Tuesday May 21

HussainAhmed Hussain Ahmed is a Nigerian writer and environmentalist. His poems are featured or forthcoming in Puerto del Sol, Nashville Review, Hobart, decomP, Cherry Tree and elsewhere.

Taxonomy: Grief

its noon and there’s grief in the air
a girl surrounded by elephants three times her age
their tusks bent towards the sky as if in supplication
there’s a seat for everyone because it’s no taboo
for women to mourn   she walks down the aisle alone
despite her shoulder blade      heavier with each step
the mourners are hungry         but it’s a taboo
to ask for food            when the deceased had no grey hairs.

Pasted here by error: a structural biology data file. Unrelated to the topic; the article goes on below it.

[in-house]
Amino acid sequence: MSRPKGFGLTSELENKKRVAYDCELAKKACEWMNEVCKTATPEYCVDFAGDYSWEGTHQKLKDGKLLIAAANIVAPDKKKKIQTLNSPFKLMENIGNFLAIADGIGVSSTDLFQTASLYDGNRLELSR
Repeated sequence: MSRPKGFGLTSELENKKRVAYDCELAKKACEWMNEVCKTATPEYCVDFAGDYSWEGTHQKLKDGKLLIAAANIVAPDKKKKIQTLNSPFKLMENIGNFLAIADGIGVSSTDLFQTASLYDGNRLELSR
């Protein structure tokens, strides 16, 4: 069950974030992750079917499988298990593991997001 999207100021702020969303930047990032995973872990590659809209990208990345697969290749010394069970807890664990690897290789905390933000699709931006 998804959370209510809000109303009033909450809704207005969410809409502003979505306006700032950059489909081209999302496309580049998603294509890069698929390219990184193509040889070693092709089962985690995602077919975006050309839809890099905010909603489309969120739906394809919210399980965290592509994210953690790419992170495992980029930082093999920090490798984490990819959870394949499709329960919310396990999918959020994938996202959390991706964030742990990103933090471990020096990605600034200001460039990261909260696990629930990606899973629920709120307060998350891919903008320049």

the echoes in your stomach tell of how empty you
have become   you emptied your bladder through your eyes
your body is now thirty percent water            seventy percent salt.
on the bench    she remembers how they met
the curl of his lips when he calls her name
the forecast on the radio claimed it will rain  it didn’t
this could be another bad dream she doesn’t want to see
for too long     she had wanted to give the women her eyes
there is no way those eyes were hers
she grew faint, her shadows barely visible under a bulb
she saw her new self in the mirror      shy to stare into the eyes from the reflection
like it was on her first date
she feels a pulse farther from her rib cage      just below her navel
where she hopes to get a tattoo of his name   scribbled in red